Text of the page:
Because some of these factors cannot be fully assessed until the Court conducts a final fairness hearing, "a full fairness analysis is unnecessary at this stage." See Alberto v. GMRI, Inc. , 252 F.R.D. 652, 665 (E.D. Cal. 2008) (internal quotations omitted). At the preliminary approval stage, a court need only review the parties' proposed settlement to determine whether it is within the permissible "range of possible approval" and thus, whether the notice to the class and the scheduling of formal fairness hearing is appropriate. Id. at 666.

A. THE STRENGTH OF PLAINTIFFS' CASE AND THE RISK, EXPENSE, COMPLEXITY AND LIKELY DURATION OF FURTHER LITIGATION, AND THE RISK OF MAINTAINING CLASS ACTION STATUS THROUGHOUT THE TRIAL

Both sides recognize the risks of continuing to litigate this Action. Class Counsel understands the uncertainties associated with complex, class-action litigation. Defendants argued in their Motion for Summary Judgment that, due to the circumstances surrounding the Class Members' relationships with NutriSystem and Schwan's, all Class Members consented to receiving calls on their cell phones The law interpreting the TCPA and its consent requirement has been in flux, making it difficult for Class Members to prove lack of consent under the TCPA. See, e.g., Baird v. Sabre Inc., 2014 WL 320205 (C.D. Cal. Jan. 28, 2014).

Moreover, Defendants filed a separate motion to decertify the Class or, in the alternative, to amend the Class definition based on arbitration and forum selection clauses in the Terms and Conditions agreed to by individuals purchasing products from NutriSystem. Defendants argue the arbitration and forum selection clauses fracture the Class and create individualized issues that defeat the requirements for class certification or call for this Court to reconsider the Class definition. Although now withdrawn, Defendants also filed an appeal of this Court's class certification order. Both the motion to decertify and the appeal present risks regarding the continued certification of the Class.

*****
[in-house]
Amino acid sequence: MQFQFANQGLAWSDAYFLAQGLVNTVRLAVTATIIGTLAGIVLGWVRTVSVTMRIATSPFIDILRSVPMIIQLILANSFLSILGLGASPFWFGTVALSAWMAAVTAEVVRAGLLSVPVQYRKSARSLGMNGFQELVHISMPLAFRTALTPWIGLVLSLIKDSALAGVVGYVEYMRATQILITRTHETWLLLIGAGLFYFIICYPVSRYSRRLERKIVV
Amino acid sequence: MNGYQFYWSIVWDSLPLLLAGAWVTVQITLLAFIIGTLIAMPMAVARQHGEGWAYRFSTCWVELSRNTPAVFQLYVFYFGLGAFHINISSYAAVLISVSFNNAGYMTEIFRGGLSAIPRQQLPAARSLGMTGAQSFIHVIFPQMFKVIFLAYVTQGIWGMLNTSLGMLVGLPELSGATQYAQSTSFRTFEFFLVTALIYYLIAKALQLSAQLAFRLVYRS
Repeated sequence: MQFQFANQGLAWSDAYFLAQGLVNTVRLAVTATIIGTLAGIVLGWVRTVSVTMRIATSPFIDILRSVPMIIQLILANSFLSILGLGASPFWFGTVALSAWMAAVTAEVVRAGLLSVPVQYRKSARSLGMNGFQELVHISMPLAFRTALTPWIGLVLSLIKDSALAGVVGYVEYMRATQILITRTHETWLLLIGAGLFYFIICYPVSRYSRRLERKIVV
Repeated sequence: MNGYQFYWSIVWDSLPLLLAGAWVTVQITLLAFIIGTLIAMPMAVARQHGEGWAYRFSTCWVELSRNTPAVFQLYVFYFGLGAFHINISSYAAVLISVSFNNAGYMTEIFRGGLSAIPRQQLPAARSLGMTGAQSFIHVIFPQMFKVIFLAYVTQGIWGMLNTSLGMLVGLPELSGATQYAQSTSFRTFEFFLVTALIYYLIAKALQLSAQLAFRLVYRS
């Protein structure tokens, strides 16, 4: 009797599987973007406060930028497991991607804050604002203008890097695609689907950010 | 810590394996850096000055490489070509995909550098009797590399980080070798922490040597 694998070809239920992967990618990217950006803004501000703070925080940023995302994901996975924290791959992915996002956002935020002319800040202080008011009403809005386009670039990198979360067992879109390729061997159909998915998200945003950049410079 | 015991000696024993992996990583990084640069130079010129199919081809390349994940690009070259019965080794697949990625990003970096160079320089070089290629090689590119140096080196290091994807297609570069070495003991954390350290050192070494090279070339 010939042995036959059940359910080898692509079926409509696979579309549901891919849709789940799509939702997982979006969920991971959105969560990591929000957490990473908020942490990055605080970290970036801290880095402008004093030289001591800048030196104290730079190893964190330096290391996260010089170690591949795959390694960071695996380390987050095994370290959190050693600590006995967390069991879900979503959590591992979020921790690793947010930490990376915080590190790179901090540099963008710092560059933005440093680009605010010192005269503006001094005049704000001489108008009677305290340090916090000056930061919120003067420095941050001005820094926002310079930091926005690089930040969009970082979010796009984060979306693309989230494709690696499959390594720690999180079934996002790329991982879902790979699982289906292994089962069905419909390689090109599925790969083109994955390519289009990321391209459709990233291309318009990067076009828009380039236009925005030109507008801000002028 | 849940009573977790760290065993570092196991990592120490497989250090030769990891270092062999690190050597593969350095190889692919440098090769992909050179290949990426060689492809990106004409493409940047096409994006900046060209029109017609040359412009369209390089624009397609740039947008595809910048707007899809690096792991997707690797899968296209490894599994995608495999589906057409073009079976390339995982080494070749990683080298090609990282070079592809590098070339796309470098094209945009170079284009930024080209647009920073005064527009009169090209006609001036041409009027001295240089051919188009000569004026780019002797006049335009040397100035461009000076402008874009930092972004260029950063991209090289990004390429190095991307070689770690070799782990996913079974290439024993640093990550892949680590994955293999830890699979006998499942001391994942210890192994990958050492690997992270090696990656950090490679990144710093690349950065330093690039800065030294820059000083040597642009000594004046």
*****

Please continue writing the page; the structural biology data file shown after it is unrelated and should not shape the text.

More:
On the other hand, Defendants also understand the risks of litigation. Even if only a small percentage of Class Members recover damages, a large demand award could result. Further litigation would be very expensive. Defendants have already expended considerable resources on discovery and motions practice, as well as to ascertain the 16, 691 unique cellular telephone numbers, which represent the certified Class.

Taken together, the costs, the risks to both sides, and delays of continued litigation weigh in favor of preliminary approval of the proposed settlement.

B. THE EXTENT OF DISCOVERY AND THE STAGE OF THE PROCEEDINGS

As to class-action settlements, "formal discovery is not a necessary ticket to the bargaining table where the parties have sufficient information to make an informed decision about settlement." Linney v. Cellular Alaska P'ship , 151 F.3d 1234, 1239 (9th Cir. 1998) (internal quotations omitted).

Here, the Parties appear to have engaged in substantial discovery. In addition to participating in formal discovery (including the exchange of requests for admissions, interrogatories, and document requests), the Parties have taken extensive depositions. Defendants have taken both named Plaintiffs' depositions. Plaintiffs have taken nine depositions, and there have been numerous discovery disputes over call data. Plaintiffs also took the deposition of non-party NutriSystem regarding telephone numbers provided by NutriSystem to Schwan's. Moreover, the

Parties engaged in multiple lengthy direct negotiations, as well as two full days of mediation before the Honorable Leo S. Papas (Ret.) and one full day of mediation before the Honorable Leo Wagner (Ret.). The Parties also engaged in formal discovery to determine the Class size. Plaintiffs requested information on not only Class size, but how Defendants identified the Class certified by the Court. To do this, Defendants obtained a list of unique mobile numbers associated with NutriSystem customers that received calls on their cellular telephones using an ATDS or prerecorded messages and compared that ...